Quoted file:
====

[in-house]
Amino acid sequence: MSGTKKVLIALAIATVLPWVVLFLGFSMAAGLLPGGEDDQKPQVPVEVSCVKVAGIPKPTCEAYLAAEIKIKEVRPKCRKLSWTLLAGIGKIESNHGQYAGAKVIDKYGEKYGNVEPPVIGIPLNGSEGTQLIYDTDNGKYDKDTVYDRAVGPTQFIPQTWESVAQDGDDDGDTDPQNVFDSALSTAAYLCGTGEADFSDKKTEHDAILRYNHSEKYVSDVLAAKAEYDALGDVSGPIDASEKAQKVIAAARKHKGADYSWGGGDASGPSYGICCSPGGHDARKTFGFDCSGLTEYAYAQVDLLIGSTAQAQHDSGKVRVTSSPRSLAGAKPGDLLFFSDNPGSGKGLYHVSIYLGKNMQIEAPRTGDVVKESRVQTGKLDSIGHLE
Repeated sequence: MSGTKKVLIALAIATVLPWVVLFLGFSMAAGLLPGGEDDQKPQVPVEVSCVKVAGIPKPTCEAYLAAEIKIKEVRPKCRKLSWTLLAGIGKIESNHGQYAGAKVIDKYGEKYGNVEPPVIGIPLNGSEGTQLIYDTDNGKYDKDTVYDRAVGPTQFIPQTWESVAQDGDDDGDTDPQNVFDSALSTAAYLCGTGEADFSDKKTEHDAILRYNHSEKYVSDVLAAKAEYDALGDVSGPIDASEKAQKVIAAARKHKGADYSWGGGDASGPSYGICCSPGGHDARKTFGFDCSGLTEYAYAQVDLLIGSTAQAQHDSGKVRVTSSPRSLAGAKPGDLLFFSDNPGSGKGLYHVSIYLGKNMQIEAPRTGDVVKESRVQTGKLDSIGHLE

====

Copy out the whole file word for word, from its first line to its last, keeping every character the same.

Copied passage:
[in-house]
Amino acid sequence: MSGTKKVLIALAIATVLPWVVLFLGFSMAAGLLPGGEDDQKPQVPVEVSCVKVAGIPKPTCEAYLAAEIKIKEVRPKCRKLSWTLLAGIGKIESNHGQYAGAKVIDKYGEKYGNVEPPVIGIPLNGSEGTQLIYDTDNGKYDKDTVYDRAVGPTQFIPQTWESVAQDGDDDGDTDPQNVFDSALSTAAYLCGTGEADFSDKKTEHDAILRYNHSEKYVSDVLAAKAEYDALGDVSGPIDASEKAQKVIAAARKHKGADYSWGGGDASGPSYGICCSPGGHDARKTFGFDCSGLTEYAYAQVDLLIGSTAQAQHDSGKVRVTSSPRSLAGAKPGDLLFFSDNPGSGKGLYHVSIYLGKNMQIEAPRTGDVVKESRVQTGKLDSIGHLE
Repeated sequence: MSGTKKVLIALAIATVLPWVVLFLGFSMAAGLLPGGEDDQKPQVPVEVSCVKVAGIPKPTCEAYLAAEIKIKEVRPKCRKLSWTLLAGIGKIESNHGQYAGAKVIDKYGEKYGNVEPPVIGIPLNGSEGTQLIYDTDNGKYDKDTVYDRAVGPTQFIPQTWESVAQDGDDDGDTDPQNVFDSALSTAAYLCGTGEADFSDKKTEHDAILRYNHSEKYVSDVLAAKAEYDALGDVSGPIDASEKAQKVIAAARKHKGADYSWGGGDASGPSYGICCSPGGHDARKTFGFDCSGLTEYAYAQVDLLIGSTAQAQHDSGKVRVTSSPRSLAGAKPGDLLFFSDNPGSGKGLYHVSIYLGKNMQIEAPRTGDVVKESRVQTGKLDSIGHLE